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Indianapolis — Ask Matt Patricia, the Lions’ new head coach, for his philosophy about building an NFL roster and he’ll start right about where his team is at the moment. He’ll start in the middle.

“What I’ll tell you is this: When you build — and this is on both sides of the ball — you want to build from the ball out,” Patricia said this week at the NFL scouting combine. “So, starting in the middle and working out.”

That’s probably worth remembering as the Lions and the rest of the league spend the weekend watching big men —really big men — try do all the little things right, whether in agility drills on the field at Lucas Oil Stadium during the day or individual interviews at the hotel across the street each night.

The Lions have needs in the middle of their offensive and defensive lines. And while they’ll likely address some of those issues in free agency this month, they’re also keenly focused on interior linemen at the combine. The good news for Detroit is it appears there are plenty of talented ones from which they can choose.

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“This draft offers a lot of linemen that will be starters and good players,” said Duke Tobin, the Cincinnati Bengals’ director of player personnel.

Likewise, NFL draft analyst Mike Mayock says he sees good depth at the guard and center positions, “and the interior defensive line — it is stacked early.”

The offensive linemen took their turn for on-field drills Friday, with all eyes on Notre Dame guard Quenton Nelson, who figures to be a top-10 pick. Nelson opted not to run the 40-yard dash due to a hamstring pull, but there were other impressive performances.

Iowa’s James Daniels, a possible second-round pick at center, also skipped the 40, but showed off his smooth footwork in drills. And UTEP guard Will Hernandez, a 327-pound mauler that Mayock calls “a Day 1 starter in the NFL,” followed his impressive strength numbers — a combine-best 38 reps on the bench press — by showing good explosion and movement Friday.

“If you want get in a fight in a phone booth,” Mayock said, “that’s your guy right there.”

And who knows? Maybe he’ll be the guy for the Lions with the 20th overall pick in the first round of April’s draft.

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The Lions are expected to move on from center Travis Swanson, a pending free agent who struggled with inconsistency in 2017 and finished the season on injured reserve due to a concussion, just as he did the year before. And third-year pro Graham Glasgow could be the in-house replacement there — that was part of the plan when general manager Bob Quinn used a third-round pick on him in 2016.

But the Lions also could opt to bring in a veteran free agent like 33-year-old John Sullivan, who could hit the market after a bounceback season with the Los Angeles Rams. Jeff Davidson, the Lions’ new offensive line coach, spent five years with Sullivan in Minnesota and raves about his football IQ.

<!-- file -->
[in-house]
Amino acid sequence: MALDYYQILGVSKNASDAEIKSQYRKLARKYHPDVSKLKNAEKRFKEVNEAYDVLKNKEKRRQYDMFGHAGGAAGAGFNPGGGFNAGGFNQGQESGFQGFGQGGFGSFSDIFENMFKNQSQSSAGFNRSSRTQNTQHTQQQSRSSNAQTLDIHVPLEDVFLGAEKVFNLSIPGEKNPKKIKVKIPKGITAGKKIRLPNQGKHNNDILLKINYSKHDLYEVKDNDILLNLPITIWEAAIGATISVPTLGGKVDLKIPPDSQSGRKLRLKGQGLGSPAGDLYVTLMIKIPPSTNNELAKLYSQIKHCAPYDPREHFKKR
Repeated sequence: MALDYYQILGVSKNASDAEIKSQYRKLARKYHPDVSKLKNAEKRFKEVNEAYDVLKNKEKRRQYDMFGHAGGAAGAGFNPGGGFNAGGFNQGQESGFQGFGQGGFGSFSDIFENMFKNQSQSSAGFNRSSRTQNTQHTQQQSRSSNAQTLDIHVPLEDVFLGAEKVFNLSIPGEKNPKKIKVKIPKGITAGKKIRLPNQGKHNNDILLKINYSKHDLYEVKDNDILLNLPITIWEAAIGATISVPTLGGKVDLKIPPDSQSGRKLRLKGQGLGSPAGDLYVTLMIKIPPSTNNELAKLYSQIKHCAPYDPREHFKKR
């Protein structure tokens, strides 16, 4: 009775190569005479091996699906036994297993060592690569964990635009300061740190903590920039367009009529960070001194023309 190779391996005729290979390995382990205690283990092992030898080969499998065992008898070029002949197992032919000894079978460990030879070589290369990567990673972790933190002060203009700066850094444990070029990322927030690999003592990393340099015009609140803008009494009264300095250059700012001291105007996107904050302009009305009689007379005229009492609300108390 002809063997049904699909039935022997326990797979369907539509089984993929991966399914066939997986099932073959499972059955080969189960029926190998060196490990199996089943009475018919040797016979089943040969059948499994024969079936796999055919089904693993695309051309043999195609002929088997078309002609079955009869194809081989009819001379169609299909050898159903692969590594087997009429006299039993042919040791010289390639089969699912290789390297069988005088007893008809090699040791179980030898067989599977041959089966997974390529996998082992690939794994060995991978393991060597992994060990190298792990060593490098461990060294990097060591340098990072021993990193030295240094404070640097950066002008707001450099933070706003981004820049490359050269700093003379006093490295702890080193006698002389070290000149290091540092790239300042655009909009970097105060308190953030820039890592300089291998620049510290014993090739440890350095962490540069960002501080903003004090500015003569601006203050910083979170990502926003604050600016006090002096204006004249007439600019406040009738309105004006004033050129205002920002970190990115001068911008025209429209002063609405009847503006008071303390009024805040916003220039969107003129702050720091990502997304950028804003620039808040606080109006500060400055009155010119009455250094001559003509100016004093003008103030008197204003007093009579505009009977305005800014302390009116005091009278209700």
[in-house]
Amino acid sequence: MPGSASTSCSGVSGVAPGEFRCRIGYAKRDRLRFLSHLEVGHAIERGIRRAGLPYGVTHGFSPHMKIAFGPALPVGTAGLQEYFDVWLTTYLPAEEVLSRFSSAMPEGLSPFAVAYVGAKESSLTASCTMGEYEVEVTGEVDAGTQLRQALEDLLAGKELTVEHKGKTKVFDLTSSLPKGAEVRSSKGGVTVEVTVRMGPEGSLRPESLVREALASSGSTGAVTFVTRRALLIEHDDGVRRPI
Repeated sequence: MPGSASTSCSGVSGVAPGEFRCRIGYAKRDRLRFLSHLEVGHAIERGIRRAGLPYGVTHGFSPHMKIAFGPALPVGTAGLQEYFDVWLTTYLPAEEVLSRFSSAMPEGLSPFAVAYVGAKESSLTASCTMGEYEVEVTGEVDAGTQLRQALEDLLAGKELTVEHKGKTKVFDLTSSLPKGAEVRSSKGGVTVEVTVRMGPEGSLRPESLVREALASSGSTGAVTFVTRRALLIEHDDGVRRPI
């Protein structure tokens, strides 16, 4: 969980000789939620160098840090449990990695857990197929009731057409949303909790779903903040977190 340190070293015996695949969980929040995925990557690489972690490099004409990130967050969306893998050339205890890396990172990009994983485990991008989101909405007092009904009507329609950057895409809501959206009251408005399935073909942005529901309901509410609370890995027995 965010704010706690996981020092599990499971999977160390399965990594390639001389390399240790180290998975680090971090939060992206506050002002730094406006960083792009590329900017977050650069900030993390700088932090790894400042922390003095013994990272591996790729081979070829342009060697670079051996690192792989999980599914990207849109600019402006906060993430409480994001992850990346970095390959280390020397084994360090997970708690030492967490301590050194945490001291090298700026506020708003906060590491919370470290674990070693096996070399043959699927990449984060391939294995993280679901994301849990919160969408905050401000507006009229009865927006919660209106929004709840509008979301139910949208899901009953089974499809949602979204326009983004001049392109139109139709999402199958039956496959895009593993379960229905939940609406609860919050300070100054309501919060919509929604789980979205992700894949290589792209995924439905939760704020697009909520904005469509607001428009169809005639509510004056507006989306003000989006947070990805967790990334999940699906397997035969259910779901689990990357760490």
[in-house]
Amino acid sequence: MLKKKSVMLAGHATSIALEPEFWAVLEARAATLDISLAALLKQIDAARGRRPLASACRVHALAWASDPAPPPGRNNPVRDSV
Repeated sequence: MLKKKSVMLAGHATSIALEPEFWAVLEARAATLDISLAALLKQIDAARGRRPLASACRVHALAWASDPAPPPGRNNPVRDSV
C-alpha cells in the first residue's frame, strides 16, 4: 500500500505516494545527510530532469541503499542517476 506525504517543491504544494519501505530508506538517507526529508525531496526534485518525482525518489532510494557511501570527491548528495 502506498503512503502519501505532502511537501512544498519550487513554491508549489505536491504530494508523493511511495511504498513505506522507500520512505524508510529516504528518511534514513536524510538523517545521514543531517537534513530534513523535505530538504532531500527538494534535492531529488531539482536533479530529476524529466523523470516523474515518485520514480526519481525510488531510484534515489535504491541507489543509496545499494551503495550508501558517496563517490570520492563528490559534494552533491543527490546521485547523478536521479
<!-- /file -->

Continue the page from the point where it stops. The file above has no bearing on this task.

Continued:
If not, the Lions still would need to find a backup center. And they’d have to fill the hole at left guard. Another ’16 draft pick, Joe Dahl, could get a serious look there. But there will be free-agent options as well.

Carolina’s Andrew Norwell figures to cash in with a deal similar to the record-setting five-year, $60 million contract Cleveland’s Kevin Zeitler landed a year ago. And the Bears’ Josh Sitton will be in demand as well, much like his former Green Bay teammate, T.J. Lang, was last March before eventually signing with the Lions.

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Can teams really afford to invest that kind of money in interior linemen? Watching the likes of Aaron Donald and Fletcher Cox wreak havoc in the NFL, the better question might be: Can they afford not to?

“You look at when New Orleans was having that great run — part of it was the Super Bowl win — and what did they do?” New York Giants GM Dave Gettleman said. “They had two hog molly guards. Because there isn’t a quarterback alive who is going to get in the huddle and say, ‘OK, boys, let ’em up the middle and I’ll deal with it. At the end of the day, it’s keeping your quarterback upright and out of the hospital.”

And by the end of Day 2 of the draft next month, it’s a safe bet the Lions will have added at least one 300-pounder, if not two or three.

The Lions also have a glaring need for help along their defensive front.

They used the franchise tag to keep defensive end Ezekiel Ansah from testing free agency. But Quinn knows he needs to find another edge rusher.

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There’s also a decision to be made on veteran defensive tackle Haloti Ngata, who is scheduled to be a free agent.

Ngata’s best years are behind him at age 34, but the Lions’ run defense cratered last fall when a torn bicep ended his season in mid-October.

Whether he’s back for another year or not, though, the Lions still need to find another pocket-collapsing tackle. Either in free agency, where Dontari Poe, Star Lotulelei and Sheldon Richardson are among the top candidates, or in the draft, where the Lions certainly will have options as well, though as Mayock notes, “I think the guys that can rush the quarterback are going to be gone quickly.”

At the top of that list are Washington’s Vita Vea and Alabama’s Da’Ron Payne, who started his college career playing for new Lions defensive line coach Bo Davis. But Michigan’s Maurice Hurst, who checked in at a bulked-up 292 pounds Friday, is another potential first-round selection who could be available.

john.niyo@detroitnews.com

twitter.com/johnniyo

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